Sadako’s investigations play out against a background of a town in turmoil over the upcoming municipal elections: a woman is standing for the office, hoping to become Japan’s first female mayor, a campaign that is forcefully backed by Sachiko. Although the original novel of Matsumoto Seicho did indeed also convey a sense of the era, this specific subplot is an addition of Inudo’s – and a much successful one as it brings out the dichotomy of past and future. As the fate of various characters slowly become apparent, the ones that leave the scarred postwar Japan behind to create a modern nation stand opposite those who remain victims of their own histories and are left behind. From Kenichi to Sachiko, from Gisaki to Hisaki, there are individuals who seek to bury the truth to hide it, and others who strive forward, like Sadako, who will not rest until she knows “what happened, either way”, and the somewhat anonymous but highly symbolic women’s group fighting for the election of Jojo Yasuko (Kuroda Fukumi).
Inudo however has not only added material to the story, he has also omitted parts. No explanation is given for Gisaki’s final act (due to lack of time, according to the director himself) and while some motivations are provided for Sachiko’s behaviour, one is left with the feeling that some particulars – especially about the woman’s relationship with Kenichi – have been left untold. Was there, possibly, any unrequited love? Did he spurn her at some moment in the past? We also never learn how exactly Sadako uncovers the finer details of the truth for though it is disclosed to viewers through the omniscient narrative framing, the character herself is absent from these confessional scenes. It may be that those already familiar with the story are able to fill such gaps (or may not notice them in the first place), but new viewers will find the partial omissions slightly puzzling or even lazy.
How does Inudo’s Zero no Shōten fare amidst all other adaptations in the end? Not having watched any of the earlier versions, there is no possibility for comparison, but the added subplot certainly injects new life into a story told many times already. Although the director presents us, to some extent, with yet another detective story, yet another reinterpretation of a well-familiar tale, this addition plus the superb acting performances all around – in particular from the trio of female leads – and highly atmospheric cinematography, including a closing scene that elegantly transports us to the future without revealing too much, make Zero no Shōten a film worth watching.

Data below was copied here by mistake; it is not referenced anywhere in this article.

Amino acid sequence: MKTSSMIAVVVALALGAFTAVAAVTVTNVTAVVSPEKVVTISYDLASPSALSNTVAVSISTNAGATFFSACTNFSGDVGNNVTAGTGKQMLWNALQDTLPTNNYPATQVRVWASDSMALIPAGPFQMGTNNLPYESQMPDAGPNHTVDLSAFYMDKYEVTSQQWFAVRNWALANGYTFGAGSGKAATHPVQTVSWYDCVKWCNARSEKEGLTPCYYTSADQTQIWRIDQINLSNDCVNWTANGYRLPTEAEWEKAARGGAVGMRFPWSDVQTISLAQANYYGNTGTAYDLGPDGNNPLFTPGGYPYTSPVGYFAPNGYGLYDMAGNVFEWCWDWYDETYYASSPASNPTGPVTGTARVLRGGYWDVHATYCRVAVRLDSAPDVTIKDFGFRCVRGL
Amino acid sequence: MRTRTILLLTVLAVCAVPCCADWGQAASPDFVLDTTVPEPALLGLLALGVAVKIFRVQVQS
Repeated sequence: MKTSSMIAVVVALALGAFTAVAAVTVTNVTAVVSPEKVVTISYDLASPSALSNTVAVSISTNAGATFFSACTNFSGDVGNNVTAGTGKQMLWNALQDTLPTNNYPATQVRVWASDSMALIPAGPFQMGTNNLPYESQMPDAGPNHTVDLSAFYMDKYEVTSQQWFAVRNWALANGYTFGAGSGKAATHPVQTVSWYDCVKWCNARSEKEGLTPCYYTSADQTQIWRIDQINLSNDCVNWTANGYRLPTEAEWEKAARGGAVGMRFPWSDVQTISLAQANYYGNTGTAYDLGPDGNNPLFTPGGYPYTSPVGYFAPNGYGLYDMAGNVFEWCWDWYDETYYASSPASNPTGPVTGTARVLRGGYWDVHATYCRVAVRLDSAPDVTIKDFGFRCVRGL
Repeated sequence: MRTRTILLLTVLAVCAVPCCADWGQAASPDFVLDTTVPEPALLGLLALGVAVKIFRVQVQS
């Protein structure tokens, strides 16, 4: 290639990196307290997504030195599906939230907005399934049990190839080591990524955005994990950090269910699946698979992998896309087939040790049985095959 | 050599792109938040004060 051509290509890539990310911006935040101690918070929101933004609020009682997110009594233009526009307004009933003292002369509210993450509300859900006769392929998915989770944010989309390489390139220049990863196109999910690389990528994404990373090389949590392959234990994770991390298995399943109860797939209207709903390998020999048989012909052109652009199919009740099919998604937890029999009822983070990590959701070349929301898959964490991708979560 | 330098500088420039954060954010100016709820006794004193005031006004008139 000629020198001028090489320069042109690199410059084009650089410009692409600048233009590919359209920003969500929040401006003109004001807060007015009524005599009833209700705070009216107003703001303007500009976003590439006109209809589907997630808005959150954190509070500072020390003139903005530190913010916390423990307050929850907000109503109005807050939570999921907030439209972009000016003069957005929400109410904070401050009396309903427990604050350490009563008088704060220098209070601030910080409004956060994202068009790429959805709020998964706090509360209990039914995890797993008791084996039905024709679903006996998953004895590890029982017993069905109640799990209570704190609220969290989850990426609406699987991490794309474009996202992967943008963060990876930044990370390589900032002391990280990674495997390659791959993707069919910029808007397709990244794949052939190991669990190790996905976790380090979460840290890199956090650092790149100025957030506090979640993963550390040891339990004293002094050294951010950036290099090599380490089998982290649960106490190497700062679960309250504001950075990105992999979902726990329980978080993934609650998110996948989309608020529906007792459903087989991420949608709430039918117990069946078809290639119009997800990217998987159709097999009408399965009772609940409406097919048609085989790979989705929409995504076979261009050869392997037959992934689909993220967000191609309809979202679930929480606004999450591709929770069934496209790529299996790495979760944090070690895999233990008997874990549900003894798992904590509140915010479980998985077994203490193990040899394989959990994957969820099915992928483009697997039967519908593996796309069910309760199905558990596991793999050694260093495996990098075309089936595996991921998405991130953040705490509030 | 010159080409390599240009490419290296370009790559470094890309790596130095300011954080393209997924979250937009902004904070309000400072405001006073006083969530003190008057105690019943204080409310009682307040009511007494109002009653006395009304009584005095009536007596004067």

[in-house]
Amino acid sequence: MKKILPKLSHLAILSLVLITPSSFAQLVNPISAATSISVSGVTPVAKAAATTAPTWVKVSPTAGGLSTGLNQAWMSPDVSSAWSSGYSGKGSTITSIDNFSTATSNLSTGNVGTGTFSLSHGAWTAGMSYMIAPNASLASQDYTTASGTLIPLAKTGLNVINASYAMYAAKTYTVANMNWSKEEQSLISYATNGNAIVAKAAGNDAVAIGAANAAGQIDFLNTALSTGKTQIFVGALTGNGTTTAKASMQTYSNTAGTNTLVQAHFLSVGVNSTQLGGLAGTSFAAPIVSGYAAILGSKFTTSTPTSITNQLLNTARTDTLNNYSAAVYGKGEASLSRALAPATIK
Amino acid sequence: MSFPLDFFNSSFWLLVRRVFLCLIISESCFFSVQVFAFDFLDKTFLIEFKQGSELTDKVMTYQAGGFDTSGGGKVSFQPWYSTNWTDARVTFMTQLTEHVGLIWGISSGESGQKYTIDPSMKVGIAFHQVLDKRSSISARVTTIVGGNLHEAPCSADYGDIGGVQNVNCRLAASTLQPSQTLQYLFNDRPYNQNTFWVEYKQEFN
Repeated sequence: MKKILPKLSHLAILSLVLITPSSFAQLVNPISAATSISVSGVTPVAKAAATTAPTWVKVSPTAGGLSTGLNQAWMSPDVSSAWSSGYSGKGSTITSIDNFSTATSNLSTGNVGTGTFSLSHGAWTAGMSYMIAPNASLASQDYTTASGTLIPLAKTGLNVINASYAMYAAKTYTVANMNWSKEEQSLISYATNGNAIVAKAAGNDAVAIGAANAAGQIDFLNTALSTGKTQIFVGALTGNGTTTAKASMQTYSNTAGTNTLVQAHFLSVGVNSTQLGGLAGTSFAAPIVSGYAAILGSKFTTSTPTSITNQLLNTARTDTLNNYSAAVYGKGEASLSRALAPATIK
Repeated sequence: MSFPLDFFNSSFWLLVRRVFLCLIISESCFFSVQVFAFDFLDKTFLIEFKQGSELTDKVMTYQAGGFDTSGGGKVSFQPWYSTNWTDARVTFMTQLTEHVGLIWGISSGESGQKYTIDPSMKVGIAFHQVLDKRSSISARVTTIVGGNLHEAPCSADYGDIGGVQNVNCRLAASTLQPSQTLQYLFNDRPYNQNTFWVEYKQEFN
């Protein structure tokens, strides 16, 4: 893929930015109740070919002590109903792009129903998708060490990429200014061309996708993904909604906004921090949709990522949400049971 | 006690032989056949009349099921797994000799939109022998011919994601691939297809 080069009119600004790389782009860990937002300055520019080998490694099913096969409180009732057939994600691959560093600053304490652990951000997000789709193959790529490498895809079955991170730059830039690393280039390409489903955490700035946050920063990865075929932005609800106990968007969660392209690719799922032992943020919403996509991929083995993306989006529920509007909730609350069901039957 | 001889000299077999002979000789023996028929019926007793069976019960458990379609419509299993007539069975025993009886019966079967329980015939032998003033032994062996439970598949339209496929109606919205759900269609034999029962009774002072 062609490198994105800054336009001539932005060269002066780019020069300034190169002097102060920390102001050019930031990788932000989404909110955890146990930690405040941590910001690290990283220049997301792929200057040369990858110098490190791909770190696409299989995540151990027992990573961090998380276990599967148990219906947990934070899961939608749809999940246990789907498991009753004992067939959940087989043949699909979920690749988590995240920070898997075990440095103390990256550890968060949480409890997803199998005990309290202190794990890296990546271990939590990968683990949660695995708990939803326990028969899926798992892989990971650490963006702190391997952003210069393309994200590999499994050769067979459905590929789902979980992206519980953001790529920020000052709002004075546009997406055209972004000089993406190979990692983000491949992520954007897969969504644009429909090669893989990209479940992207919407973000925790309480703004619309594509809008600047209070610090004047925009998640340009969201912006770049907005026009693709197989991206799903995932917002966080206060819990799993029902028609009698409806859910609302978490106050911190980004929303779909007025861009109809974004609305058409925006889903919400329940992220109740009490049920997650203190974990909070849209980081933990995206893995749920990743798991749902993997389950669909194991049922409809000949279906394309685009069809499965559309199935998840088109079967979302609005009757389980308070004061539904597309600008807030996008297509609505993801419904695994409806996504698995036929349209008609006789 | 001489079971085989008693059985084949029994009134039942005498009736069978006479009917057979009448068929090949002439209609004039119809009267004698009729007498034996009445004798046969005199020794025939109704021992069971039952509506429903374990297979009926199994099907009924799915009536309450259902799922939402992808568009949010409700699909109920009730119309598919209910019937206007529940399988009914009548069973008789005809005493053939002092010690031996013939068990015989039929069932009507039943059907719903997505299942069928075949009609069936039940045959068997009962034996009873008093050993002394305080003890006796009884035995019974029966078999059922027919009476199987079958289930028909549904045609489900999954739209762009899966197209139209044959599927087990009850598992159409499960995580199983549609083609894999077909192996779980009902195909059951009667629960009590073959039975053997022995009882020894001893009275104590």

1 According to the director the revelation is made half-way through, but to me it felt more like 2/3 or 3/4 through the film.
Overall Verdict: Zero no Shōten is a finely crafted murder mystery reflecting tumultuous times of change when old Japan moved towards its future, mercilessly leaving behind those that are victims of their past.
- The film is set to screen in several more locations as part of the Japan Foundation Touring Film Programme: Sheffield (8 Feb, with Q&A), Belfast (25 Feb), Edinburgh (5 March), Newcastle Upon Tyne (20 March) and Birmingham (26 March). More info here.
- The meaning of the film title Zero no Shōten is uncertain – not even the son of the late Matsumoto seems to know. Inudo himself suggested that the title points to the change of times and to having to start – with a concerted, focused effort – from scratch, from zero to reach that new future.
- Slight Spoiler Alert: In the Q&A Inudo offered another explanation for Zero no Shōten: that it is a story of the revenge of women, for while the murderer has no hesitation about killing men, she falters the one time she is faced with a woman.
- The contrast and similarities between the three main women in the film is quite interesting – without revealing too much, their shared experiences and different actions and reactions pass strong judgment on the events that occur in the film.